NEW YORK – In less than two months, the American political transition will be over. The 45th president of the United States will settle into the Oval Office. President-elect Donald Trump will become President Trump; President Barack Obama will join Jimmy Carter, George H.W. Bush, Bill Clinton, and George W. Bush as a living former president.
Speculation about Trump’s likely foreign and domestic policies is rampant, but little if any of it is meaningful. Campaigning and governing are two very different activities, and there is no reason to assume that how Trump conducted the former will dictate how he approaches the latter. We also do not yet know who all the principal advisers will be and how (and how well) they will work together.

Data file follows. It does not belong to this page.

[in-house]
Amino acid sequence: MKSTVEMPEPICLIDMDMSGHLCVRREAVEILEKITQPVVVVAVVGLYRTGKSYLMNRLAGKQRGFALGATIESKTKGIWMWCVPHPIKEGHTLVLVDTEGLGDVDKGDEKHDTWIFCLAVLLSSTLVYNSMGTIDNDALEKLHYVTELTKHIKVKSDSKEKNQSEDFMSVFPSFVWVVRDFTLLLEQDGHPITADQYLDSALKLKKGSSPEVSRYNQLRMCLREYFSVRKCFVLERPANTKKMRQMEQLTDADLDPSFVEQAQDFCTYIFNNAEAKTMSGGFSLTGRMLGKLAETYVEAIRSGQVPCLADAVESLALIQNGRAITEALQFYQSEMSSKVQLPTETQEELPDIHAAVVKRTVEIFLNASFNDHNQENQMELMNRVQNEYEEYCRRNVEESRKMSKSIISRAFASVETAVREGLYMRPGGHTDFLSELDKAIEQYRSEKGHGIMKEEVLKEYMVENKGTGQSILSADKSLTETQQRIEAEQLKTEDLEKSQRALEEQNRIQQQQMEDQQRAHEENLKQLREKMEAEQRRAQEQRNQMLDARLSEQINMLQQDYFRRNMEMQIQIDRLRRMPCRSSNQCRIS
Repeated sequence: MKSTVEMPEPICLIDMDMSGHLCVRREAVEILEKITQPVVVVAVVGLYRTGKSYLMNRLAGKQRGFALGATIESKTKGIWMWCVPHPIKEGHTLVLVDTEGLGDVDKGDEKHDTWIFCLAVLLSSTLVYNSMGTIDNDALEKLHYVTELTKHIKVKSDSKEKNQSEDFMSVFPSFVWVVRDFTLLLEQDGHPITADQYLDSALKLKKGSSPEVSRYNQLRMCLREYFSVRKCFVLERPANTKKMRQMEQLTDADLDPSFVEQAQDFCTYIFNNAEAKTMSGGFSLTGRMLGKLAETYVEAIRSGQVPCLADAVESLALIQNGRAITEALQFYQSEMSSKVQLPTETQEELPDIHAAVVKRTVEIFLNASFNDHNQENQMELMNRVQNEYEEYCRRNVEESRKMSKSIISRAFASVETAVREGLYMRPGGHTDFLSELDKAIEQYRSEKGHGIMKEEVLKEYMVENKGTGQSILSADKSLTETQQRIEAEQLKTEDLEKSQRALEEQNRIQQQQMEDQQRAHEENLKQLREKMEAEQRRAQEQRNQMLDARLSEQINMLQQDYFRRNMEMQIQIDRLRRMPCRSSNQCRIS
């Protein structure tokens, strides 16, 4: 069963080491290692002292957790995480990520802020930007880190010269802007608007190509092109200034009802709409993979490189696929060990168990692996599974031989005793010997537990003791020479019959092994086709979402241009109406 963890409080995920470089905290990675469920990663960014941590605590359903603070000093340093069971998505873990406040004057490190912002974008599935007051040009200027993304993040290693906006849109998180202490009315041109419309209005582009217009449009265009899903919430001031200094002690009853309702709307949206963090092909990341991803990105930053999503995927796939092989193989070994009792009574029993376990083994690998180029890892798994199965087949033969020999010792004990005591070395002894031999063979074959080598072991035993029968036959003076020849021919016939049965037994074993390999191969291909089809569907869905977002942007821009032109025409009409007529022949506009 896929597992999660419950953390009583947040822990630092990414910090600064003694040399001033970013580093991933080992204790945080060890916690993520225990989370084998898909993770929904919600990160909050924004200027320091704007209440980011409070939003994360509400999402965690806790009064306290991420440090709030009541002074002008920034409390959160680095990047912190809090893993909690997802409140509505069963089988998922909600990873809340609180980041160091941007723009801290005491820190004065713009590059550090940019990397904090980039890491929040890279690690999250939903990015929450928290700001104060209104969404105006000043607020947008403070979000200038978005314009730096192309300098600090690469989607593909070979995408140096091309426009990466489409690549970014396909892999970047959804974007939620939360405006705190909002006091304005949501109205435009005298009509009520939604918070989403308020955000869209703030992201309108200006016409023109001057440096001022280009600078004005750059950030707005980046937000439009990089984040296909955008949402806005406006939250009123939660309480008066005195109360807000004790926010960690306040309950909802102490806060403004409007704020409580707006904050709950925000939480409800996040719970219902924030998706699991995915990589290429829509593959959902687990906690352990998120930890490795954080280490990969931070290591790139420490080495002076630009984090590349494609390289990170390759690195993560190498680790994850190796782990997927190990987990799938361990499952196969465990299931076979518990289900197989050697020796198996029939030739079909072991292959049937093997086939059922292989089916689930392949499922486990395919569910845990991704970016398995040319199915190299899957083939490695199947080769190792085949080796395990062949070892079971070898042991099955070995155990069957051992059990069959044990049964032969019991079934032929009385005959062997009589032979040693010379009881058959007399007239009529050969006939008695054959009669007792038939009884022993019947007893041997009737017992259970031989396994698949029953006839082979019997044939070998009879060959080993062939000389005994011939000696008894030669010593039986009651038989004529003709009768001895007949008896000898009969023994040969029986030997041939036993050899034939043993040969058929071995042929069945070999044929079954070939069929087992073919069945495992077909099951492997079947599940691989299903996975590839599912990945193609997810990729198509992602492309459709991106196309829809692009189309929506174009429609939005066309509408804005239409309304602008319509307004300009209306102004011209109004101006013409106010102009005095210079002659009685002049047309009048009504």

But amidst this uncertainty, there are some things we do know. The first is that Trump will be greeted by an inbox piled high with difficult international challenges. To be sure, no single problem compares with the Cold War at its height, but the sheer number and complexity of difficult issues is without precedent in modern times.
Topping the list will be the Middle East, a region in an advanced stage of unraveling. Syria, Iraq, Yemen, and Libya are all dealing with a mix of civil and proxy wars. The Iran nuclear pact at best manages one aspect of Iranian power, and only for a limited duration. The Islamic State (ISIS) may lose its territorial dimension; but it, along with other groups, will continue to pose a terrorist threat for years to come. The plight of millions of refugees constitutes not just a humanitarian tragedy, but also an economic and strategic burden to countries in the region and in Europe.